Our mission is to nurture new ways for least-reached peoples to experience the fullness of life in Jesus. And out of that mission, we have identified four core functions around which we orient our initiatives: innovation, formation, missiology, and publishing.
In this blog, I want to share the connections we are sensing and experiencing in our communities related to innovation and formation. It is becoming more and more clear that our spiritual formation informs our innovation. I, along with others, have been noticing how much of the discernment process cultivates self-awareness, the ability to listen well to God and others, and deepens our capacity to hold uncertainty with grace. All of those (and more) are really results of our formation yet they deeply impact innovation.
Becoming New Offerings in Jesus
When we look at Christian scripture, we see Jesus' desire for people to experience a whole new way of living and being in relationship to God, themselves, and others. Jesus began his incarnational ministry by calling people to repent and change their minds (metanoeite, Mark 1:15).
The inner process of change, or spiritual formation, is fundamental to everything as it informs how we think, act, feel, imagine, etc.
Rather than viewing innovation in missions only as something we do—whether at the level of new services, new contextual approaches, or reimagined missiological paradigms—I want to suggest that innovation is also about who we are becoming in Jesus.
Another way of saying this is that our formation in Christ can be an innovative new offering in the world that helps to overcome barriers to people experiencing fullness of life in Jesus. Of course, that means the inverse can be true too. How we follow Jesus and the ways we are formed in community can actually present barriers to people experiencing life in Jesus. (1)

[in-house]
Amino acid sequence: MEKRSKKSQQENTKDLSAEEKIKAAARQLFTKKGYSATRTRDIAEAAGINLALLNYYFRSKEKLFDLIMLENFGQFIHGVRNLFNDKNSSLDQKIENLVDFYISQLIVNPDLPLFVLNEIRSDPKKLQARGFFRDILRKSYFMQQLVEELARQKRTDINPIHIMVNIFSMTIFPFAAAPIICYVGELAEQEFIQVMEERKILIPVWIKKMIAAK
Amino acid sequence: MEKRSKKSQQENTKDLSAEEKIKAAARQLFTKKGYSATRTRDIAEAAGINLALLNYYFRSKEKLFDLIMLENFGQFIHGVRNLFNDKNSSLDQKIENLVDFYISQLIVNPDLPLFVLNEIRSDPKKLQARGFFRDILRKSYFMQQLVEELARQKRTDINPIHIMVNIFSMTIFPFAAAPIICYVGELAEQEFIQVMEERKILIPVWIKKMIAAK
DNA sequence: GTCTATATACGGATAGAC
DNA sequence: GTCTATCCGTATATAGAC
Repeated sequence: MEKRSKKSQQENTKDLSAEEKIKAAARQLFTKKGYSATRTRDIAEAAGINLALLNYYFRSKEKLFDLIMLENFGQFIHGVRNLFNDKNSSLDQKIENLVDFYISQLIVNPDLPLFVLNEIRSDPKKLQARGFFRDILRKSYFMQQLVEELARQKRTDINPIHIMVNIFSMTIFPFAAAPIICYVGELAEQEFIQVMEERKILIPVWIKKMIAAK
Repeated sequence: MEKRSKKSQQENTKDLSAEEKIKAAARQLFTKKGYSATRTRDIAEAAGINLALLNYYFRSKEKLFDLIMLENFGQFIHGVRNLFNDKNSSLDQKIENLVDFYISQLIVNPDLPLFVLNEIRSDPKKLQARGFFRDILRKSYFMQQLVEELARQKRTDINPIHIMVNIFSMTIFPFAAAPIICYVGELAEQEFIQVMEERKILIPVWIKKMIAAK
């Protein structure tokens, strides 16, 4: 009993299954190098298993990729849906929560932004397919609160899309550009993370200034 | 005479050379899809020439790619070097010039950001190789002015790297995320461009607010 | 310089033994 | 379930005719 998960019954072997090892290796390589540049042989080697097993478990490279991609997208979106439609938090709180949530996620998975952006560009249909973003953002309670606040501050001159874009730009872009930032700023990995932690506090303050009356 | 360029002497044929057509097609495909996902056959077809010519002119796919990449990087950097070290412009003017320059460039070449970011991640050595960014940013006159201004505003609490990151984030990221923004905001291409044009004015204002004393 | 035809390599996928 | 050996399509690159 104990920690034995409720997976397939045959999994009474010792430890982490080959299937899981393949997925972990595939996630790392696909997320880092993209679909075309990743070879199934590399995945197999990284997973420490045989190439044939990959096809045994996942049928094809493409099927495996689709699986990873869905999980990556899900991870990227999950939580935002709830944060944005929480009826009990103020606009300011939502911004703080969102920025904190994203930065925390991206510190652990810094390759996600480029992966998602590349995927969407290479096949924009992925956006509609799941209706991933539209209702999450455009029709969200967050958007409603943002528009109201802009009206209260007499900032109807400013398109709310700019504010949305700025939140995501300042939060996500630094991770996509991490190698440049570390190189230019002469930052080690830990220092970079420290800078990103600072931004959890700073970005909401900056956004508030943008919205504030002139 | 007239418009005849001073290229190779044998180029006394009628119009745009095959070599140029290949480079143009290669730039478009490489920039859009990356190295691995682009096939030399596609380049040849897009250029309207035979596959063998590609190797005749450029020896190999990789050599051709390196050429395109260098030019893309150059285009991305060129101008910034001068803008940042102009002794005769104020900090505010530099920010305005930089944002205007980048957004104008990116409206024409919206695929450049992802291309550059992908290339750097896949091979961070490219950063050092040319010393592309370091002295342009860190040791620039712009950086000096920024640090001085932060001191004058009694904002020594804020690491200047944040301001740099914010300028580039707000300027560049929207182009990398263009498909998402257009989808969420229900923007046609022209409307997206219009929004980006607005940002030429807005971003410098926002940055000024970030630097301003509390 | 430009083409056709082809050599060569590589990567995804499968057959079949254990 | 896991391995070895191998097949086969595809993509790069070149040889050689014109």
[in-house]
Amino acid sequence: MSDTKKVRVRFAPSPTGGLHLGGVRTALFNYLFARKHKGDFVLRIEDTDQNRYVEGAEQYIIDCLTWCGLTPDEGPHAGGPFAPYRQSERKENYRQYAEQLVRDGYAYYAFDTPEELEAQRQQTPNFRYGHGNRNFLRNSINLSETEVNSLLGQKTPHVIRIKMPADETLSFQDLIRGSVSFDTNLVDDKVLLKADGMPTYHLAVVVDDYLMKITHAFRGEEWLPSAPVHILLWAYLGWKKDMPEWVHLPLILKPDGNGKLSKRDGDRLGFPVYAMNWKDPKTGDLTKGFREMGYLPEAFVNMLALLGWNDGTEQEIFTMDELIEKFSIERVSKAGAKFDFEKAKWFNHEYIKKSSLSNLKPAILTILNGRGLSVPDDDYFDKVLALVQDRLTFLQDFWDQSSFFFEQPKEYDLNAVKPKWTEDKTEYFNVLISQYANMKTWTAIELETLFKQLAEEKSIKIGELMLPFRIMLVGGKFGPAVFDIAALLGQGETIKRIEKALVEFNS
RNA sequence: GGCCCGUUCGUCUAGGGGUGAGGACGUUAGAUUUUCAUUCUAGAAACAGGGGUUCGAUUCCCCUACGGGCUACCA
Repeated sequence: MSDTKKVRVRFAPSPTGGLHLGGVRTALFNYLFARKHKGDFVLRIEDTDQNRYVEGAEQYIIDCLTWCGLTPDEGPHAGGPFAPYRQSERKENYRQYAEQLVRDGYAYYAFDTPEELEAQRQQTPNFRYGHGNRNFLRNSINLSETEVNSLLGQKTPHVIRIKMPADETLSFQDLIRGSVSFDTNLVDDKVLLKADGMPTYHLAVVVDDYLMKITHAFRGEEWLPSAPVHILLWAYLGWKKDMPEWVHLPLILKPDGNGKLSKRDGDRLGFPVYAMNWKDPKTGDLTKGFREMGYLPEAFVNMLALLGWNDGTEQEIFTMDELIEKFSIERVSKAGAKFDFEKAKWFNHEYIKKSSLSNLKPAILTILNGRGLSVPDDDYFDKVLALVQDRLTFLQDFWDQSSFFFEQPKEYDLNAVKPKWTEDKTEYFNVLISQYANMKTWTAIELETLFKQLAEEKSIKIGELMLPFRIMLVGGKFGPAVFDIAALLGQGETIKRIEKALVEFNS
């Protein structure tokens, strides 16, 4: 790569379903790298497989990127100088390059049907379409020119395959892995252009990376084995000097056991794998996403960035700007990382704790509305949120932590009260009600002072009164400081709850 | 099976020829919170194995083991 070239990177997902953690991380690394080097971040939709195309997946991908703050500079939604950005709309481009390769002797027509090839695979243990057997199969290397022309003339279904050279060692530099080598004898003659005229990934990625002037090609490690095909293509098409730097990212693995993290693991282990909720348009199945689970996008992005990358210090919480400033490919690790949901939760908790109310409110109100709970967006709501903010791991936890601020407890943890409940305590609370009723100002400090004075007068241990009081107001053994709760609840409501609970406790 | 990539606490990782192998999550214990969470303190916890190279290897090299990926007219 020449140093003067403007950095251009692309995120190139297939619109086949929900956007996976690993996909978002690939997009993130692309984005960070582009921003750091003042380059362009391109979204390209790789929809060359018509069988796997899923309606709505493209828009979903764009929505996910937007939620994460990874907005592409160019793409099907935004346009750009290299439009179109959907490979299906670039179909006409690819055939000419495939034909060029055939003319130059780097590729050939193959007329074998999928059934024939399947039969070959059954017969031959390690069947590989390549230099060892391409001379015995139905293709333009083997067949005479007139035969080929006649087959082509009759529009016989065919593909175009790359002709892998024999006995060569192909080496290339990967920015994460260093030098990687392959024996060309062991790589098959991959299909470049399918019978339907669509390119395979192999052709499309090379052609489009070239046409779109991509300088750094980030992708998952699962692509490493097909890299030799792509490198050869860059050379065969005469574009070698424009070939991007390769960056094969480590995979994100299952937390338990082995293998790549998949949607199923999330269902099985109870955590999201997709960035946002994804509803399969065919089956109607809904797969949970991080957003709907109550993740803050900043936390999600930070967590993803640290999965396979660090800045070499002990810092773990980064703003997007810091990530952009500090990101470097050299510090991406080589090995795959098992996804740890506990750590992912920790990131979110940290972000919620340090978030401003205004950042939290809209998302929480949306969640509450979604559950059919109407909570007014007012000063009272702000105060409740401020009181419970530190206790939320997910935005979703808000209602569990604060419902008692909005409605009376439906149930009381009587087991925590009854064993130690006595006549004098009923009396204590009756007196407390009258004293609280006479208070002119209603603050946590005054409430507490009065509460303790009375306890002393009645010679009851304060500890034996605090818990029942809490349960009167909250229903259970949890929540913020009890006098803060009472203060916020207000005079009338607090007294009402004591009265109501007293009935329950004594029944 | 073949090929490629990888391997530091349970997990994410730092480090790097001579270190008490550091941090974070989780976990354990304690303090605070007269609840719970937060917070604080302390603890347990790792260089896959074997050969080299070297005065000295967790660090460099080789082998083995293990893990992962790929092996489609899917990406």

This is because the primary thing we bring into every situation is ourselves. Everything we think, say, and do emerges from who we are. It follows then that innovation around missiological paradigms or fresh approaches to contextualization are integrally tied with our formation. New ways of seeing missiological paradigms are woven into our life in Jesus. Likewise, new ways of contextualizing good news are lived out, not as an organizational strategy, but as our own transformation into the likeness of Christ as he lives in us. And from there, other forms of social, service, and product innovation might also emerge to further support new ways of expressing the fullness of life in Jesus.
New ways of seeing missiological paradigms are woven into our life in Jesus. Likewise, new ways of contextualizing good news are lived out, not as an organizational strategy, but as our own transformation into the likeness of Christ as he lives in us.
Despite this, we might not think of spiritual formation as something that can be innovative. The primary emphasis of formation is faithfulness as we follow Jesus and are formed into his likeness. At first glance that might not seem closely related to innovation, which values divergent thinking and the creation of sustainable new solutions. However, spiritual streams and practices of prayer, worship, communal life, and so on all emerge within lived cultural contexts with particular challenges and needs. That means pathways of formation in Christ can provide new ways of bringing blessing and flourishing in response as communities seek what is Good, Beautiful, and True.